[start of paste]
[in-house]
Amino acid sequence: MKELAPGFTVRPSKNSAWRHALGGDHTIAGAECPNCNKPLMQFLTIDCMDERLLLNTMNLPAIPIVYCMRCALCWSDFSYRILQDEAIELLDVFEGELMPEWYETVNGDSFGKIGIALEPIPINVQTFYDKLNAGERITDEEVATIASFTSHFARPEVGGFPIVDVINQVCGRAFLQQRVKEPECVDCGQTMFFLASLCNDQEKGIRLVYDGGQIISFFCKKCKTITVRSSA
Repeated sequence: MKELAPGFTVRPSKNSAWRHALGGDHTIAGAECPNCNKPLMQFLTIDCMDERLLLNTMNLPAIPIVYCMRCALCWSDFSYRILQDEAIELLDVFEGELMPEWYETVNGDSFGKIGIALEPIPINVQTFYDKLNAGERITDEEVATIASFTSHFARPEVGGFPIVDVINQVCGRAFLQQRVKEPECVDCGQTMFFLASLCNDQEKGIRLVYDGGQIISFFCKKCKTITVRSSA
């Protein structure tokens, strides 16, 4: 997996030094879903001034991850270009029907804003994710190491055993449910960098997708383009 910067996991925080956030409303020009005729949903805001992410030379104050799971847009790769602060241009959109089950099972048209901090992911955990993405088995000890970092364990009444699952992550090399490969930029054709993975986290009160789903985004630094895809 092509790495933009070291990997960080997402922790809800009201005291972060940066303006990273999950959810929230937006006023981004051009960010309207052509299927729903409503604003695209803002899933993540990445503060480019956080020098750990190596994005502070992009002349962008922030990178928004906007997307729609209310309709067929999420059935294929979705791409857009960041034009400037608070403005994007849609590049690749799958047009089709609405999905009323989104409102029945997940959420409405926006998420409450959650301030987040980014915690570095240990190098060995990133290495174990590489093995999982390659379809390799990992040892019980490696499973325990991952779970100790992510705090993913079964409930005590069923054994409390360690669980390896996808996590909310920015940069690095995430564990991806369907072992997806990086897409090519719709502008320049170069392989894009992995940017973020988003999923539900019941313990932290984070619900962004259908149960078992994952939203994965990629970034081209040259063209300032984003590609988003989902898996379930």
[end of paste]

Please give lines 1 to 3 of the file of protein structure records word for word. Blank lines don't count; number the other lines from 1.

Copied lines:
[in-house]
Amino acid sequence: MKELAPGFTVRPSKNSAWRHALGGDHTIAGAECPNCNKPLMQFLTIDCMDERLLLNTMNLPAIPIVYCMRCALCWSDFSYRILQDEAIELLDVFEGELMPEWYETVNGDSFGKIGIALEPIPINVQTFYDKLNAGERITDEEVATIASFTSHFARPEVGGFPIVDVINQVCGRAFLQQRVKEPECVDCGQTMFFLASLCNDQEKGIRLVYDGGQIISFFCKKCKTITVRSSA
Repeated sequence: MKELAPGFTVRPSKNSAWRHALGGDHTIAGAECPNCNKPLMQFLTIDCMDERLLLNTMNLPAIPIVYCMRCALCWSDFSYRILQDEAIELLDVFEGELMPEWYETVNGDSFGKIGIALEPIPINVQTFYDKLNAGERITDEEVATIASFTSHFARPEVGGFPIVDVINQVCGRAFLQQRVKEPECVDCGQTMFFLASLCNDQEKGIRLVYDGGQIISFFCKKCKTITVRSSA